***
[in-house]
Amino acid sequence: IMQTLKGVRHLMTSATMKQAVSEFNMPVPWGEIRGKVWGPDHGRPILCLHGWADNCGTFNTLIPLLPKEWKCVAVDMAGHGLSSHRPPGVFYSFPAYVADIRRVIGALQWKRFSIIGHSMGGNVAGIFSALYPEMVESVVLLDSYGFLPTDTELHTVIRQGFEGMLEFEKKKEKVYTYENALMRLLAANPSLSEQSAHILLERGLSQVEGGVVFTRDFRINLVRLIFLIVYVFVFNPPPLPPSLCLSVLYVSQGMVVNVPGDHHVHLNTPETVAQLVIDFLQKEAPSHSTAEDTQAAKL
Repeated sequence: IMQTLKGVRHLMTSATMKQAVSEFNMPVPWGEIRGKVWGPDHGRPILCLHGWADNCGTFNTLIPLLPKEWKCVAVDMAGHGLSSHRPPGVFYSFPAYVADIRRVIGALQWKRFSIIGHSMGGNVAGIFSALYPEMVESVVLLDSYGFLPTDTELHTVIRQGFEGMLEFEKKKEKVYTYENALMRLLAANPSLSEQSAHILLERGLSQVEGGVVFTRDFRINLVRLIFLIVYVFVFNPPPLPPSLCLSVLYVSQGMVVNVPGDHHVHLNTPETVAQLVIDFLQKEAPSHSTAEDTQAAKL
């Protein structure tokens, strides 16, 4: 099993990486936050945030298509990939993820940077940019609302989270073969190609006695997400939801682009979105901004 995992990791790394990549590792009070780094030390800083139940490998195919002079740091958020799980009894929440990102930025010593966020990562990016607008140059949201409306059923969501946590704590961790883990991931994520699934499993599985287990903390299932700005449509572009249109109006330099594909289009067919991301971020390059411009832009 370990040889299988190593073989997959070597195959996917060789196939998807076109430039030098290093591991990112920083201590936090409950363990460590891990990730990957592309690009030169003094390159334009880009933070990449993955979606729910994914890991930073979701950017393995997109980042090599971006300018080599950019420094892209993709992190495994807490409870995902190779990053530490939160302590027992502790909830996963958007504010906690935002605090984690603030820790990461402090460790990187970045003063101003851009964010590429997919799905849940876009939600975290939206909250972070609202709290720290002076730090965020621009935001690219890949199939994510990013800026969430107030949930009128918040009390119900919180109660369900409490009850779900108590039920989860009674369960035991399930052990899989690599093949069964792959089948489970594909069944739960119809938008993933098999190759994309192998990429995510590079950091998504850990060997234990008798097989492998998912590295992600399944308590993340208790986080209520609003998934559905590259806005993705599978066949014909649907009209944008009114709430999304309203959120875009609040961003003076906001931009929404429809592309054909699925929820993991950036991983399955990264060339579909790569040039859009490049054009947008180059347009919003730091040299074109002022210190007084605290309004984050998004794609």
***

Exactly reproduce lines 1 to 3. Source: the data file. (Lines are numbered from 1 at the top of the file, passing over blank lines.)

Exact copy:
[in-house]
Amino acid sequence: IMQTLKGVRHLMTSATMKQAVSEFNMPVPWGEIRGKVWGPDHGRPILCLHGWADNCGTFNTLIPLLPKEWKCVAVDMAGHGLSSHRPPGVFYSFPAYVADIRRVIGALQWKRFSIIGHSMGGNVAGIFSALYPEMVESVVLLDSYGFLPTDTELHTVIRQGFEGMLEFEKKKEKVYTYENALMRLLAANPSLSEQSAHILLERGLSQVEGGVVFTRDFRINLVRLIFLIVYVFVFNPPPLPPSLCLSVLYVSQGMVVNVPGDHHVHLNTPETVAQLVIDFLQKEAPSHSTAEDTQAAKL
Repeated sequence: IMQTLKGVRHLMTSATMKQAVSEFNMPVPWGEIRGKVWGPDHGRPILCLHGWADNCGTFNTLIPLLPKEWKCVAVDMAGHGLSSHRPPGVFYSFPAYVADIRRVIGALQWKRFSIIGHSMGGNVAGIFSALYPEMVESVVLLDSYGFLPTDTELHTVIRQGFEGMLEFEKKKEKVYTYENALMRLLAANPSLSEQSAHILLERGLSQVEGGVVFTRDFRINLVRLIFLIVYVFVFNPPPLPPSLCLSVLYVSQGMVVNVPGDHHVHLNTPETVAQLVIDFLQKEAPSHSTAEDTQAAKL